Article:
A Plastic Protector That Could Finally Make Mobile 3D Popular

A single Eyefly 3D protector contains 500,000 tiny lenses -- each the size of a single pixel -- that create the illusion of depth by sending separate display data to each eye.

What's the Latest Development?

By incorporating technology that's over a century old, designers at Singapore-based Nanoveu have created a plastic protector whose unique construction could make 3D displays more commonplace among smartphone users. The EyeFly 3D, which hit the iOS market last week, consists of half a million tiny lenses, each of which is able to direct a single pixel's worth of data to either the left or the right eye. This technique, known as lenticular lens, has long been used to give the illusion of depth. Not only does the protector offer the ability to view images in 3D, it also provides "distortion-free" 2D viewing on some screens.

What's the Big Idea?

Glasses-free 3D viewing has been around for a while now, but it hasn't truly caught on with the public, partially because there hasn't been enough 3D content available to make integrating the technology into phones and tablets worthwhile. To address that, Nanoveu is working with game designers to create 3D games and designing an app that will convert 2D images to 3D. Notably, the protectors are retailing for the relatively low cost of $35; this is due to a new fabrication method that enables stamping of very tiny patterns onto flexible material. Researcher Loke Yee Chong says that the process "can be scaled up much like the way newspapers are printed."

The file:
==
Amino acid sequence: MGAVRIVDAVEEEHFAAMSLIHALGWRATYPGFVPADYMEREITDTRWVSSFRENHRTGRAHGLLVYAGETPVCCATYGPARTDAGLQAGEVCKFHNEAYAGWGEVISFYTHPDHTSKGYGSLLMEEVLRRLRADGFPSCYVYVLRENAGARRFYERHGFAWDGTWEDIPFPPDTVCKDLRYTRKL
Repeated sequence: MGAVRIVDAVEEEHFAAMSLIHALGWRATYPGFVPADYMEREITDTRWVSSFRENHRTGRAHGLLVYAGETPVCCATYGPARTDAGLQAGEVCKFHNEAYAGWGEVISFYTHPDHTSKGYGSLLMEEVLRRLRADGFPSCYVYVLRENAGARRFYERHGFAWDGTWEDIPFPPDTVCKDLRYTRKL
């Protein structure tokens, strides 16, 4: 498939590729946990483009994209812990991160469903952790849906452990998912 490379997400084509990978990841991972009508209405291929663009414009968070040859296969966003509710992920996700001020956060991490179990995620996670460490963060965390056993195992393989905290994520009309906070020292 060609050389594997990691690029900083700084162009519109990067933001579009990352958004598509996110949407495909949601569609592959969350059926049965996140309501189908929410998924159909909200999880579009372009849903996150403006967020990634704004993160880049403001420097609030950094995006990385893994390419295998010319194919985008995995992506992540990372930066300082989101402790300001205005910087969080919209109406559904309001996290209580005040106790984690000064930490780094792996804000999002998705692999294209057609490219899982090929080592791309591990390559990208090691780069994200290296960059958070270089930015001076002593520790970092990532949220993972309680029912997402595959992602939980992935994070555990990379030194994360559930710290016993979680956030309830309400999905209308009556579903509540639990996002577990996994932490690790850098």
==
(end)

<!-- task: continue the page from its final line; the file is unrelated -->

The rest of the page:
Photo Credit: Shutterstock.com

Read it at MIT Technology Review

Related Articles

A controversial theory claims past, present, and future exist at the same time

Our experience of time may be blinding us to its true nature, say scientists.

Back to the Future.
Surprising Science
  • Time may not be passing at all, says the Block Universe Theory.
  • Time travel may be possible.
  • Your perception of time is likely relative to you and limited.
Keep reading Show less

Six disastrous encounters with the world’s most hostile uncontacted tribe

From questionable shipwrecks to outright attacks, they clearly don't want to be bothered.

Culture & Religion
  • Many have tried to contact the Sentinelese, to write about them, or otherwise.
  • But the inhabitants of the 23 square mile island in the Bay of Bengal don't want anything to do with the outside world.
  • Their numbers are unknown, but either 40 or 500 remain.
Keep reading Show less